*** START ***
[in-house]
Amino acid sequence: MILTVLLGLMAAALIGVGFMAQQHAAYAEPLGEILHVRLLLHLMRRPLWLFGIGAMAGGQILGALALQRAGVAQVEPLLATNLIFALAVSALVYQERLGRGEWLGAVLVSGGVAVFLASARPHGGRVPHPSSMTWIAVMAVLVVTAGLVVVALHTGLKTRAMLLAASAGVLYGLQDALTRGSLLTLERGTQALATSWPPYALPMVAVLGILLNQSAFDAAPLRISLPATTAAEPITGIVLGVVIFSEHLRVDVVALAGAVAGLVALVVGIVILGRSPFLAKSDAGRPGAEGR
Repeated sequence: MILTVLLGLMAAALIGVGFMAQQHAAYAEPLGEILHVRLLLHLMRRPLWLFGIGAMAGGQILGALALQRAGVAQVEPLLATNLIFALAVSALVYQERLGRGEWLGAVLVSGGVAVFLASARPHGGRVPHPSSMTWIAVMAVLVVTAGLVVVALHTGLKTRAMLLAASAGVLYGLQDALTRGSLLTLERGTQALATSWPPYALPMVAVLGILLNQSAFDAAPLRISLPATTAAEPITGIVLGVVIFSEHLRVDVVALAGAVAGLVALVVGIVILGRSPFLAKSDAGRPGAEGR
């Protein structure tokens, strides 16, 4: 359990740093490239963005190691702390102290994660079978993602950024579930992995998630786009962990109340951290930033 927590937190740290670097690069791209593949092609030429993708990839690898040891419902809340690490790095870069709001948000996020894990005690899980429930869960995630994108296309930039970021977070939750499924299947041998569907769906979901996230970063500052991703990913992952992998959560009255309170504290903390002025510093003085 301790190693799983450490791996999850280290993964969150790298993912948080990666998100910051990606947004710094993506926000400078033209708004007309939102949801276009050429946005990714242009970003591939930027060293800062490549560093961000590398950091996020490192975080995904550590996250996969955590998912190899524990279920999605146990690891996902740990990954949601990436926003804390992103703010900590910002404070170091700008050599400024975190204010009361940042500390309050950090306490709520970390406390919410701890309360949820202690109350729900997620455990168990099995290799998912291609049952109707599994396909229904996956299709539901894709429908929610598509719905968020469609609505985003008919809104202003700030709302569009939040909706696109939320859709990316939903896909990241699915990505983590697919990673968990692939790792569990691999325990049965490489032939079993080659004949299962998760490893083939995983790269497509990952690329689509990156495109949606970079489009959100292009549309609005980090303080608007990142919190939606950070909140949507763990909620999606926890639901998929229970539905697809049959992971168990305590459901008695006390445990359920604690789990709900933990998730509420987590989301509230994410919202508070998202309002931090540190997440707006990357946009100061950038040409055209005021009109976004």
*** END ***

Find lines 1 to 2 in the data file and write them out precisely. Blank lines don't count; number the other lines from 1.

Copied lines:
[in-house]
Amino acid sequence: MILTVLLGLMAAALIGVGFMAQQHAAYAEPLGEILHVRLLLHLMRRPLWLFGIGAMAGGQILGALALQRAGVAQVEPLLATNLIFALAVSALVYQERLGRGEWLGAVLVSGGVAVFLASARPHGGRVPHPSSMTWIAVMAVLVVTAGLVVVALHTGLKTRAMLLAASAGVLYGLQDALTRGSLLTLERGTQALATSWPPYALPMVAVLGILLNQSAFDAAPLRISLPATTAAEPITGIVLGVVIFSEHLRVDVVALAGAVAGLVALVVGIVILGRSPFLAKSDAGRPGAEGR